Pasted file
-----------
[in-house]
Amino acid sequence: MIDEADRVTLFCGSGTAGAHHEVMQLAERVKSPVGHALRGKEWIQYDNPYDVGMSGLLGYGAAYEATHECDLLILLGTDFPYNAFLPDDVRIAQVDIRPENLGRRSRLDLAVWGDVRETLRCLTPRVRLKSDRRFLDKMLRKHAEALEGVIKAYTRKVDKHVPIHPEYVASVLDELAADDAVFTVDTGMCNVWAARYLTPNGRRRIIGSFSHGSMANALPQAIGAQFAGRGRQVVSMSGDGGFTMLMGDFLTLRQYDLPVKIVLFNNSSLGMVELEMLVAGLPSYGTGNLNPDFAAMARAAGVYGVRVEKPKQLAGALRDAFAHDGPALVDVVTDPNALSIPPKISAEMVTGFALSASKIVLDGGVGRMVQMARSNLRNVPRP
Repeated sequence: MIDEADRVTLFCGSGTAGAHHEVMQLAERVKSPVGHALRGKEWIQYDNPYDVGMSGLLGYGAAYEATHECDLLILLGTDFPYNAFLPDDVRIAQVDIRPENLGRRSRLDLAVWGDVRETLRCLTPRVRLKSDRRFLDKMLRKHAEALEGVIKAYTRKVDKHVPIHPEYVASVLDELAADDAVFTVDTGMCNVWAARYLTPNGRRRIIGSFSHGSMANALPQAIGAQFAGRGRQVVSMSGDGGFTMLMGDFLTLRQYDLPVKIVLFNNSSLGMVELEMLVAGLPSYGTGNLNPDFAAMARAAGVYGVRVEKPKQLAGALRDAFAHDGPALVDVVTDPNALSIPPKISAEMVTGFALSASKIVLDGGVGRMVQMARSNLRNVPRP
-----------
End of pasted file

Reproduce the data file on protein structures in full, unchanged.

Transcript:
[in-house]
Amino acid sequence: MIDEADRVTLFCGSGTAGAHHEVMQLAERVKSPVGHALRGKEWIQYDNPYDVGMSGLLGYGAAYEATHECDLLILLGTDFPYNAFLPDDVRIAQVDIRPENLGRRSRLDLAVWGDVRETLRCLTPRVRLKSDRRFLDKMLRKHAEALEGVIKAYTRKVDKHVPIHPEYVASVLDELAADDAVFTVDTGMCNVWAARYLTPNGRRRIIGSFSHGSMANALPQAIGAQFAGRGRQVVSMSGDGGFTMLMGDFLTLRQYDLPVKIVLFNNSSLGMVELEMLVAGLPSYGTGNLNPDFAAMARAAGVYGVRVEKPKQLAGALRDAFAHDGPALVDVVTDPNALSIPPKISAEMVTGFALSASKIVLDGGVGRMVQMARSNLRNVPRP
Repeated sequence: MIDEADRVTLFCGSGTAGAHHEVMQLAERVKSPVGHALRGKEWIQYDNPYDVGMSGLLGYGAAYEATHECDLLILLGTDFPYNAFLPDDVRIAQVDIRPENLGRRSRLDLAVWGDVRETLRCLTPRVRLKSDRRFLDKMLRKHAEALEGVIKAYTRKVDKHVPIHPEYVASVLDELAADDAVFTVDTGMCNVWAARYLTPNGRRRIIGSFSHGSMANALPQAIGAQFAGRGRQVVSMSGDGGFTMLMGDFLTLRQYDLPVKIVLFNNSSLGMVELEMLVAGLPSYGTGNLNPDFAAMARAAGVYGVRVEKPKQLAGALRDAFAHDGPALVDVVTDPNALSIPPKISAEMVTGFALSASKIVLDGGVGRMVQMARSNLRNVPRP